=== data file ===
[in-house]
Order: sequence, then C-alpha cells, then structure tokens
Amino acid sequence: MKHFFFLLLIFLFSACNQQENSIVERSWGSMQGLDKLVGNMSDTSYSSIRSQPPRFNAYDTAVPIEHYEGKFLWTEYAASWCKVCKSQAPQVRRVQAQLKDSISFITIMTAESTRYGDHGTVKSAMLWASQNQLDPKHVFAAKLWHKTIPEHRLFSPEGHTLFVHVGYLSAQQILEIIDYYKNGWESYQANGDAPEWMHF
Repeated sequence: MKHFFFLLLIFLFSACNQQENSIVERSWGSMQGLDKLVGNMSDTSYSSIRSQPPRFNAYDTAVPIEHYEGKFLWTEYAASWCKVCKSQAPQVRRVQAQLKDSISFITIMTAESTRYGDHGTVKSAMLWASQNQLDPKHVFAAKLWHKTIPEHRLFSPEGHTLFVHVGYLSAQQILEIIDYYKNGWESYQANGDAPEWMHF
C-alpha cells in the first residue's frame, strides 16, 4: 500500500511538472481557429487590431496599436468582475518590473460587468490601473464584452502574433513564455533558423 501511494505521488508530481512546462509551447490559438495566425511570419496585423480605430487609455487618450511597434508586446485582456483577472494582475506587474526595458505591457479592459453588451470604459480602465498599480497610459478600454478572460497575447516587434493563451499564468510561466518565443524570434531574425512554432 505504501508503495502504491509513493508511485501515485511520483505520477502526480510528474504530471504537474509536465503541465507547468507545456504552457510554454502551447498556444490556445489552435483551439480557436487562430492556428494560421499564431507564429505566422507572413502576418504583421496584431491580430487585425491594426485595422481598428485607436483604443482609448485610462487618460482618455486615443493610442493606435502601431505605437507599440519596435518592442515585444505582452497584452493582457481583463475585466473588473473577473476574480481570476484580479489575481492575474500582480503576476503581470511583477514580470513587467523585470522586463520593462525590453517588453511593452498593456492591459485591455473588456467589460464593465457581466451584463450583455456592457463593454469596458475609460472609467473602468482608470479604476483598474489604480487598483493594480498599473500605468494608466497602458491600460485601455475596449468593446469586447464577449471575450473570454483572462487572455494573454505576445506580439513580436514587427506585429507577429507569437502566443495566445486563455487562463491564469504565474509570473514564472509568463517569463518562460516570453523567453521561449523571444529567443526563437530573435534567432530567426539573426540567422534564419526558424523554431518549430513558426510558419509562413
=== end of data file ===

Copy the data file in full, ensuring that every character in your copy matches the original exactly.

[in-house]
Order: sequence, then C-alpha cells, then structure tokens
Amino acid sequence: MKHFFFLLLIFLFSACNQQENSIVERSWGSMQGLDKLVGNMSDTSYSSIRSQPPRFNAYDTAVPIEHYEGKFLWTEYAASWCKVCKSQAPQVRRVQAQLKDSISFITIMTAESTRYGDHGTVKSAMLWASQNQLDPKHVFAAKLWHKTIPEHRLFSPEGHTLFVHVGYLSAQQILEIIDYYKNGWESYQANGDAPEWMHF
Repeated sequence: MKHFFFLLLIFLFSACNQQENSIVERSWGSMQGLDKLVGNMSDTSYSSIRSQPPRFNAYDTAVPIEHYEGKFLWTEYAASWCKVCKSQAPQVRRVQAQLKDSISFITIMTAESTRYGDHGTVKSAMLWASQNQLDPKHVFAAKLWHKTIPEHRLFSPEGHTLFVHVGYLSAQQILEIIDYYKNGWESYQANGDAPEWMHF
C-alpha cells in the first residue's frame, strides 16, 4: 500500500511538472481557429487590431496599436468582475518590473460587468490601473464584452502574433513564455533558423 501511494505521488508530481512546462509551447490559438495566425511570419496585423480605430487609455487618450511597434508586446485582456483577472494582475506587474526595458505591457479592459453588451470604459480602465498599480497610459478600454478572460497575447516587434493563451499564468510561466518565443524570434531574425512554432 505504501508503495502504491509513493508511485501515485511520483505520477502526480510528474504530471504537474509536465503541465507547468507545456504552457510554454502551447498556444490556445489552435483551439480557436487562430492556428494560421499564431507564429505566422507572413502576418504583421496584431491580430487585425491594426485595422481598428485607436483604443482609448485610462487618460482618455486615443493610442493606435502601431505605437507599440519596435518592442515585444505582452497584452493582457481583463475585466473588473473577473476574480481570476484580479489575481492575474500582480503576476503581470511583477514580470513587467523585470522586463520593462525590453517588453511593452498593456492591459485591455473588456467589460464593465457581466451584463450583455456592457463593454469596458475609460472609467473602468482608470479604476483598474489604480487598483493594480498599473500605468494608466497602458491600460485601455475596449468593446469586447464577449471575450473570454483572462487572455494573454505576445506580439513580436514587427506585429507577429507569437502566443495566445486563455487562463491564469504565474509570473514564472509568463517569463518562460516570453523567453521561449523571444529567443526563437530573435534567432530567426539573426540567422534564419526558424523554431518549430513558426510558419509562413